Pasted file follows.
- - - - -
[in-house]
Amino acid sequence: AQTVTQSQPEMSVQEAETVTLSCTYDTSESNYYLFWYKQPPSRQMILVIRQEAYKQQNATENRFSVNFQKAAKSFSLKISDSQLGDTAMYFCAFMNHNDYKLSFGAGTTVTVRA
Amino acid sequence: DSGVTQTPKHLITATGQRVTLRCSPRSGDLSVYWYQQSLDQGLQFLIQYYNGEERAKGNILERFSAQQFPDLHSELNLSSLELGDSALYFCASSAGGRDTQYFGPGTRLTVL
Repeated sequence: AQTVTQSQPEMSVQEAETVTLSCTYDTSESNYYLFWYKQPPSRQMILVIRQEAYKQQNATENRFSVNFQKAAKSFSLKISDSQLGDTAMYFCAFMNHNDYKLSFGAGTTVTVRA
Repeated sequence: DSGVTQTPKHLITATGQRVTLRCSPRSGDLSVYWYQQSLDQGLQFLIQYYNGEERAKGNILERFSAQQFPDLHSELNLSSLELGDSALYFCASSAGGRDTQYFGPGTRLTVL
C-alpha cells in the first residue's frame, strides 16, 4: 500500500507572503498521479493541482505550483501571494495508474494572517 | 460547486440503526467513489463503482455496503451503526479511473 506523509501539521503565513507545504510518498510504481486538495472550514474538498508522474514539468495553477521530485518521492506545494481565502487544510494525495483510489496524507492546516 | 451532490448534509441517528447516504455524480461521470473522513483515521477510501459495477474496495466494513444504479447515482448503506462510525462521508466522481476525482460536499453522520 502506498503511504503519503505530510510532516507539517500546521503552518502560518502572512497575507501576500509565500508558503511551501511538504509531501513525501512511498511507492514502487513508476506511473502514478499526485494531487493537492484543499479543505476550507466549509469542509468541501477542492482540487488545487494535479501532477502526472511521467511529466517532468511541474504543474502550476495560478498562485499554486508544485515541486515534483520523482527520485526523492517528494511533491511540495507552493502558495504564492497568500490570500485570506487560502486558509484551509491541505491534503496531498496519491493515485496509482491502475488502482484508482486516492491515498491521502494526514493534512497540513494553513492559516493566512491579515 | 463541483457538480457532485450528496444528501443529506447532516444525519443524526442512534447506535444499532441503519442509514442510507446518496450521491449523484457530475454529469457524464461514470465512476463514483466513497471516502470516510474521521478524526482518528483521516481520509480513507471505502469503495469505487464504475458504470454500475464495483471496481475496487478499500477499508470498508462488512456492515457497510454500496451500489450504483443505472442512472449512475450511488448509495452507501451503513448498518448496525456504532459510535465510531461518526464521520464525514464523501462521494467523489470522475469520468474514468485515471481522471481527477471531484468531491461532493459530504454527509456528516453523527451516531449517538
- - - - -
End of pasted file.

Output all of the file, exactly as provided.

[in-house]
Amino acid sequence: AQTVTQSQPEMSVQEAETVTLSCTYDTSESNYYLFWYKQPPSRQMILVIRQEAYKQQNATENRFSVNFQKAAKSFSLKISDSQLGDTAMYFCAFMNHNDYKLSFGAGTTVTVRA
Amino acid sequence: DSGVTQTPKHLITATGQRVTLRCSPRSGDLSVYWYQQSLDQGLQFLIQYYNGEERAKGNILERFSAQQFPDLHSELNLSSLELGDSALYFCASSAGGRDTQYFGPGTRLTVL
Repeated sequence: AQTVTQSQPEMSVQEAETVTLSCTYDTSESNYYLFWYKQPPSRQMILVIRQEAYKQQNATENRFSVNFQKAAKSFSLKISDSQLGDTAMYFCAFMNHNDYKLSFGAGTTVTVRA
Repeated sequence: DSGVTQTPKHLITATGQRVTLRCSPRSGDLSVYWYQQSLDQGLQFLIQYYNGEERAKGNILERFSAQQFPDLHSELNLSSLELGDSALYFCASSAGGRDTQYFGPGTRLTVL
C-alpha cells in the first residue's frame, strides 16, 4: 500500500507572503498521479493541482505550483501571494495508474494572517 | 460547486440503526467513489463503482455496503451503526479511473 506523509501539521503565513507545504510518498510504481486538495472550514474538498508522474514539468495553477521530485518521492506545494481565502487544510494525495483510489496524507492546516 | 451532490448534509441517528447516504455524480461521470473522513483515521477510501459495477474496495466494513444504479447515482448503506462510525462521508466522481476525482460536499453522520 502506498503511504503519503505530510510532516507539517500546521503552518502560518502572512497575507501576500509565500508558503511551501511538504509531501513525501512511498511507492514502487513508476506511473502514478499526485494531487493537492484543499479543505476550507466549509469542509468541501477542492482540487488545487494535479501532477502526472511521467511529466517532468511541474504543474502550476495560478498562485499554486508544485515541486515534483520523482527520485526523492517528494511533491511540495507552493502558495504564492497568500490570500485570506487560502486558509484551509491541505491534503496531498496519491493515485496509482491502475488502482484508482486516492491515498491521502494526514493534512497540513494553513492559516493566512491579515 | 463541483457538480457532485450528496444528501443529506447532516444525519443524526442512534447506535444499532441503519442509514442510507446518496450521491449523484457530475454529469457524464461514470465512476463514483466513497471516502470516510474521521478524526482518528483521516481520509480513507471505502469503495469505487464504475458504470454500475464495483471496481475496487478499500477499508470498508462488512456492515457497510454500496451500489450504483443505472442512472449512475450511488448509495452507501451503513448498518448496525456504532459510535465510531461518526464521520464525514464523501462521494467523489470522475469520468474514468485515471481522471481527477471531484468531491461532493459530504454527509456528516453523527451516531449517538